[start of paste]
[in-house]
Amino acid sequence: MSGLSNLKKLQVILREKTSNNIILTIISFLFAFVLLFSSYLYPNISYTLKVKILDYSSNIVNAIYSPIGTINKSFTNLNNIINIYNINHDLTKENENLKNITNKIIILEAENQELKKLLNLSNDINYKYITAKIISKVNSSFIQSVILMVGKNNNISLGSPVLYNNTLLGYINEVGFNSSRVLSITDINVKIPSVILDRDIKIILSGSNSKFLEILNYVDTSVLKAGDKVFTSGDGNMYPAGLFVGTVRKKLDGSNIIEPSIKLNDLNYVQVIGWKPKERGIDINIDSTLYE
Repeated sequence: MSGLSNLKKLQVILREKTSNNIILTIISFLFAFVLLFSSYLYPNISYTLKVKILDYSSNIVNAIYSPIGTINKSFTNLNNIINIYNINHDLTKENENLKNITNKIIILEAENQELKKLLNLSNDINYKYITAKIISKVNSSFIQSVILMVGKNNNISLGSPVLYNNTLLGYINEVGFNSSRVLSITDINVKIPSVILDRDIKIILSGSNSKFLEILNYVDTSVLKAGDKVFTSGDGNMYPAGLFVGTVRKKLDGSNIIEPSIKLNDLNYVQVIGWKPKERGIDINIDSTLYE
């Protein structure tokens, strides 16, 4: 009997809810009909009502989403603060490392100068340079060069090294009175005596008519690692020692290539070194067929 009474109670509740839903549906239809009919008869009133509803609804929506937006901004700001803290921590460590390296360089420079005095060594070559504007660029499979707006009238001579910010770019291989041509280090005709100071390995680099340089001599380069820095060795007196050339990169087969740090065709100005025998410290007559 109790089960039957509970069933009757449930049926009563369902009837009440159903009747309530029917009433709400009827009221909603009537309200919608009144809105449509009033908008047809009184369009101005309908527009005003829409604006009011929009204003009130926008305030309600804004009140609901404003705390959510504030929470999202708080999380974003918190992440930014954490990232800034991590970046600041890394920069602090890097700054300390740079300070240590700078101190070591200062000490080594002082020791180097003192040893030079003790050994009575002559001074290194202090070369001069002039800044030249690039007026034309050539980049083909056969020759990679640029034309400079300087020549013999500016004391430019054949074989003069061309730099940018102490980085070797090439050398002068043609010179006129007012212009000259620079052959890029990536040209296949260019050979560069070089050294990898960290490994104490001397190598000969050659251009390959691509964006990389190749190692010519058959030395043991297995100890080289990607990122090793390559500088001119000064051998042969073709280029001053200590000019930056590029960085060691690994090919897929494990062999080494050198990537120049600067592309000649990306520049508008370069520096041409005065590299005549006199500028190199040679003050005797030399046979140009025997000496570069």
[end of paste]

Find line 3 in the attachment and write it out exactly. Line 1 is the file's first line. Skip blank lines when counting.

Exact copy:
Repeated sequence: MSGLSNLKKLQVILREKTSNNIILTIISFLFAFVLLFSSYLYPNISYTLKVKILDYSSNIVNAIYSPIGTINKSFTNLNNIINIYNINHDLTKENENLKNITNKIIILEAENQELKKLLNLSNDINYKYITAKIISKVNSSFIQSVILMVGKNNNISLGSPVLYNNTLLGYINEVGFNSSRVLSITDINVKIPSVILDRDIKIILSGSNSKFLEILNYVDTSVLKAGDKVFTSGDGNMYPAGLFVGTVRKKLDGSNIIEPSIKLNDLNYVQVIGWKPKERGIDINIDSTLYE